Is the reliably liberal state of Washington turning red? Or maybe just tired of hearing how Osama bin Laden opened schools and day care centers? Either way, Rasmussen’s latest poll of likely voters in the Pacific Northwest shows that it doesn’t make much difference which Republican runs against Patty Murray for her Senate seat, as long as one of them does:
Washington’s Senate race looks increasingly like a referendum on incumbent Democrat Patty Murray with two Republican candidates edging past her this month.
A new Rasmussen Reports telephone survey of Likely Voters in Washington State finds Republican hopefuls Dino Rossi and Clint Didier both earning 48% support in match-ups with Murray. She, in turn, picks up 45% of the vote against the two GOP challengers. Less than 10% of voters in both cases prefer some other candidate in the race or are undecided.
In June, Murray and Rossi were tied as they have been in virtually every survey this year. Since the beginning of the year, Murray has earned 46% to 48% of the vote, while Rossi’s support has ranged from 46% to 49%.
Incumbents that fall short of 50% at this stage of a campaign are considered potentially vulnerable, but worrisome for Murray is that this is her poorest showing of the year. She was reelected to a third term in 2004 with 55% of the vote.
Rossi seems to have the best internals in the long run, but Didier isn’t far behind on any of them, except for female voters. Rossi only trails Murray among women by four points (45/49), while Didier trails by nine (43/52). Both Republicans win overwhelmingly among voters under 40, with Rossi narrowly taking the 40s and coming in a virtual tie in the rest, while Didier has virtual ties in all age demos over 39 years of age.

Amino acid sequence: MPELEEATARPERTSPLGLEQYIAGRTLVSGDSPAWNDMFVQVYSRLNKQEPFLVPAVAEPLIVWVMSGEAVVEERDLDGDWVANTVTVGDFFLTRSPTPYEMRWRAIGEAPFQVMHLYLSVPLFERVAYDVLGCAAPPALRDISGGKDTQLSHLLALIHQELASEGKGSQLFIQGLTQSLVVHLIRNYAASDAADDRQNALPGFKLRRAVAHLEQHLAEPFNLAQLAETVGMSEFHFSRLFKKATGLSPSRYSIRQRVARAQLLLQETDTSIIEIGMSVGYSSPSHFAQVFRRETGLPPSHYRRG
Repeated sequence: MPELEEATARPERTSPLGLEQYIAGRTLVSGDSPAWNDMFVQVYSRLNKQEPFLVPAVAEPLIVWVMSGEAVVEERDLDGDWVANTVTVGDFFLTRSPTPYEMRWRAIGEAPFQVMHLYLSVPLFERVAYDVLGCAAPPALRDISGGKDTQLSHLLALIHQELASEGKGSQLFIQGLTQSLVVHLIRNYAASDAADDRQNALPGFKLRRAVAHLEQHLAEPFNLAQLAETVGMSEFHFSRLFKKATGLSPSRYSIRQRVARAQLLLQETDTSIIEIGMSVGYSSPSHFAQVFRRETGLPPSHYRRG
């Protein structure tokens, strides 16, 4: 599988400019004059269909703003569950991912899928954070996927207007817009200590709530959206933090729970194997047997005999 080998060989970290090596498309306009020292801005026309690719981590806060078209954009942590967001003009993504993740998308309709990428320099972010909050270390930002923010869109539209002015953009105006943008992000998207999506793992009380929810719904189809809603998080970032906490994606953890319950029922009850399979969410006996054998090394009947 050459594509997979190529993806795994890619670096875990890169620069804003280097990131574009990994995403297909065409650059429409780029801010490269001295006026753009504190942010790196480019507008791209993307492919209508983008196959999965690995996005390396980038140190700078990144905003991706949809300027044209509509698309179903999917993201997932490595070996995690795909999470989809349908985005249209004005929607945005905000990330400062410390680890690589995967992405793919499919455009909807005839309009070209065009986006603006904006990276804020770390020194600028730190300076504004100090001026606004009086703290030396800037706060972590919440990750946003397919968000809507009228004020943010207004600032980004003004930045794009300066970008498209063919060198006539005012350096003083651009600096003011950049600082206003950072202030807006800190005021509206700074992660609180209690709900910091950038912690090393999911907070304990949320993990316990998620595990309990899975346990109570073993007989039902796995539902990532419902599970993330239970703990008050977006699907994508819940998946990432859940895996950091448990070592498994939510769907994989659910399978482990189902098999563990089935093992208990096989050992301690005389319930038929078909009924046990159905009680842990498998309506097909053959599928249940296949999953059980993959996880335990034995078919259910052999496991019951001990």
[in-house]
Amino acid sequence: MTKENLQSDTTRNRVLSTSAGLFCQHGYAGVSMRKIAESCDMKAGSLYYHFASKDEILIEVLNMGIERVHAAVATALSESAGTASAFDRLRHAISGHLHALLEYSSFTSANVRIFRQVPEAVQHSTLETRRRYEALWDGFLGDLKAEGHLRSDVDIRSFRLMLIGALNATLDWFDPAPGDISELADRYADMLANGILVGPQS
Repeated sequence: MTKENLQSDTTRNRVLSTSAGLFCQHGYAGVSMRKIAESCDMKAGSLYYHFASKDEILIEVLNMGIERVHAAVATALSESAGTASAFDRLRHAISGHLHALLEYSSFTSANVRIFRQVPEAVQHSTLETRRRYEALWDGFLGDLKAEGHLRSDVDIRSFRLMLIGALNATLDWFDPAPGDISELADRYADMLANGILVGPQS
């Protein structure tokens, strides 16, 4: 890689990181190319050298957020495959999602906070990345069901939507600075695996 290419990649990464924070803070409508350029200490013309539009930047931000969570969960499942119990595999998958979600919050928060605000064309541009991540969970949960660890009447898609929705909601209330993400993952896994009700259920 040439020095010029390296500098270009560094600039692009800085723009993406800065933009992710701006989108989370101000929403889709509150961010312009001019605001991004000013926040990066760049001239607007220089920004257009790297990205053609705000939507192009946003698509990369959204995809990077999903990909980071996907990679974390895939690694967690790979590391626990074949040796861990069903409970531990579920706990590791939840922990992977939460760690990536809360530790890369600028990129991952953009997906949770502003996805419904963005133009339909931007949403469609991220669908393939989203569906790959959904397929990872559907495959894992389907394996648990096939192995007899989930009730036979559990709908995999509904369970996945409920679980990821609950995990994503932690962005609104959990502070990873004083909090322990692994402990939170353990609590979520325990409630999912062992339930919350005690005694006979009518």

Among independents, both Republicans do well. Rossi gets a 60/29 split, while Didier gets 57/32. Both hold roughly the same amount of Republicans and Democrats, so the big partisan question is whether independents will stay on board to vote against the incumbent with either Republican. That seems pretty likely, since Murray’s favorables among indies is an anemic 34/64, which suggests that Didier’s outcome would be the floor rather than the ceiling for the GOP. Rossi’s favorability among independents is 67/25, and Didier’s 49/23, with 28% unsure.
Even though Washington has a well-earned reputation for liberal support, the issue numbers tell a different story in 2010. Majorities favor Arizona’s immigration law (53%) and oppose the DoJ lawsuit against AZ (56%). The stimulus package that Murray supported doesn’t get any love, either, with 52% saying it didn’t stimulate job growth, and only 30% believing it did. Fifty-eight percent want tax cuts to stimulate the economy, while only 28% support more government spending. That doesn’t sound like Patty Murray country any longer, and in November, Washington may put Murray out to pasture.